The economics of Plano change the sociology and the politics. Plano is more conservative than Silicon Valley at least in part because its cheap real estate and good public schools support a more traditional lifestyle. Many families don’t need a second income to live a comfortable middle-class life. Mothers can stay at home or work, often part-time, for personal fulfillment and luxuries like family vacations. These educated women also provide a safety net in hard times, like the tech crash. You don’t have to be work-obsessed to live in Plano, and at least in some circles, a work-oriented life seems rather eccentric. Life is about family, friends, and church.
For outsiders like Kaus and Rich, the area’s most important social networks are the hardest to understand: Plano’s ubiquitous churches. Religious practice is an unquestioned part of the background of life and a source of friends and meaningful activities for both parents and kids, just as it was in old-time Peoria. “Youth group is a great way for a preteen to stay busy and not be bored and thinking up things he can do,” says Stacey Lanius, who belongs to the same midsized Methodist church as the Hunters. She contrasts Plano with Fresno, California, where she spent most of her childhood. In California, her friends would say, “You go to church? That’s something my grandmother does.”
Plano residents tend to assume that everyone belongs to a religious congregation—if not Christian, then possibly Jewish, Muslim, Hindu, or Buddhist—because that’s the normal thing to do, and the city’s religious marketplace, like its food markets, has something to suit every taste. Asking a new acquaintance what church he attends, or even inviting him to come to church with you, is meant to be innocuous, says Lanius’s husband, John, a lawyer. “It’s not so much evangelizing as it is networking.”
So, as Kaus suspected, Plano’s culture is, generally, tolerant. Most Planoites would never ostracize the irreligious, if only because that wouldn’t be polite. But they also don’t really understand resolutely secular people—just as the New York Times has trouble grasping that smart, good-hearted, well-educated people can be conservative Christians. Cosmopolitanism, in both varieties, has its limits.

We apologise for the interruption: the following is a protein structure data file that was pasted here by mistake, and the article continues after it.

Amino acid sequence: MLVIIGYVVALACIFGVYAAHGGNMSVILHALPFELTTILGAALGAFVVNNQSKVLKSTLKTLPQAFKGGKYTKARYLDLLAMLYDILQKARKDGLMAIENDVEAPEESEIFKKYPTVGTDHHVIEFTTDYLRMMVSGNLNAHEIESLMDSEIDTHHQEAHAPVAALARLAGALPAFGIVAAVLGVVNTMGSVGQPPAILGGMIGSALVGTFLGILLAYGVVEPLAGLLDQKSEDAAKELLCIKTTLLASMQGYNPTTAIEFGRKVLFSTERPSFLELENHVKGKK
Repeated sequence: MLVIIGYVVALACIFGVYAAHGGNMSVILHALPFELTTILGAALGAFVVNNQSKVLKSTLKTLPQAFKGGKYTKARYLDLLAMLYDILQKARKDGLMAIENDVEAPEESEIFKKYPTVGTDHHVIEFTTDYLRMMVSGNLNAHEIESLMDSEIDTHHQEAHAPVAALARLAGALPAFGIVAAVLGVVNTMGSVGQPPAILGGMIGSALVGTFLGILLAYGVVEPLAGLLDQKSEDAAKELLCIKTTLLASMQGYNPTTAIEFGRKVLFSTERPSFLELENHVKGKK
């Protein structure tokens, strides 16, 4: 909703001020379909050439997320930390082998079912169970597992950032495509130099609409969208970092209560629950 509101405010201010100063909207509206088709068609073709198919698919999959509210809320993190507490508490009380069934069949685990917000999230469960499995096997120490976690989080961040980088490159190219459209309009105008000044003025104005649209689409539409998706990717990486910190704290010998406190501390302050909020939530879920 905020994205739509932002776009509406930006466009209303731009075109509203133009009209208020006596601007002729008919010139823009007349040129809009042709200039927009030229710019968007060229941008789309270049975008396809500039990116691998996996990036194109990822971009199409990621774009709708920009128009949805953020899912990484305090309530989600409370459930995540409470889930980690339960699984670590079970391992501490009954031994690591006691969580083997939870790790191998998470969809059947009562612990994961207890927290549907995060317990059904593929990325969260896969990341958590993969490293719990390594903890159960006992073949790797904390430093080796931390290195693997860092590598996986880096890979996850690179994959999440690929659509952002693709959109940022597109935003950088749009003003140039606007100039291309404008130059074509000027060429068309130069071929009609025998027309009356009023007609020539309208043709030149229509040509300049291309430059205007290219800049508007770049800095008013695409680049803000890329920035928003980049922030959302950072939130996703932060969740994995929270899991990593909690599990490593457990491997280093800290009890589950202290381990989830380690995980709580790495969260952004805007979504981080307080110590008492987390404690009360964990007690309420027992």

Where are those limits in Plano when it comes to gay rights? That’s the question that started the whole debate.
Here, again, Kaus and Rich are both right and both wrong. They are right that most Planoites are not, in Kaus’s words, “wildly exercised about sodomy.” These solidly conservative, mostly Christian families are not about to launch a pogrom against their gay neighbors. “I have yet to know somebody on finding out that an educator or volunteer was gay in Plano to say, ‘Oh, gosh, I can’t have them working with my child,’” Kelly Hunter says. “I have known them to say that about the mom who drinks before she goes some place.” By the standards of twenty years ago, and certainly by those of Peoria, Planoites are positively accepting.
But not persecuting gays is not the same as treating them as social equals who can marry, raise children, and walk down the street holding hands without risking opprobrium. Plano is a “don’t ask, don’t tell” place. Gays are welcome as colleagues and neighbors, as long as they’re discreet enough that the kids don’t notice anything unusual. Even a lawn sign opposing an anti-gay-marriage ballot measure can qualify as “broadcasting” if it leads a five-year-old to ask uncomfortable questions about the couple down the block.
Plano residents aren’t “wildly exercised about sodomy,” notes a gay friend who last year moved from Dallas to Los Angeles, “but most anti-gay people aren’t. They are wildly concerned with making sure their kids never hear the word ‘sodomy’; never ask, ‘Mommy, what’s a drag queen?’; and never have to deal with anything even remotely related to sex. Ever. Period. Until they are eighteen. If then.”
He exaggerates, of course. But Plano parents want to determine when and where they talk to their kids about sex, and they assume that explaining that some men fall in love with other men is “about sex.”
“We don’t have control over a whole lot in the world, but hopefully the education of our children is part of it,” Hunter says. “We don’t live in a bubble, but we’d like to live in a reasonably safe place.”
Gay-rights advocates who want to make progress rather than merely excite their base (or, in Rich’s case, simultaneously scare and flatter their readers) need to figure out how to make their cause play in the new Peoria. Brokeback Mountain is indeed ratifying a revolution. But in child-centered Plano, its subject matter is still rated R.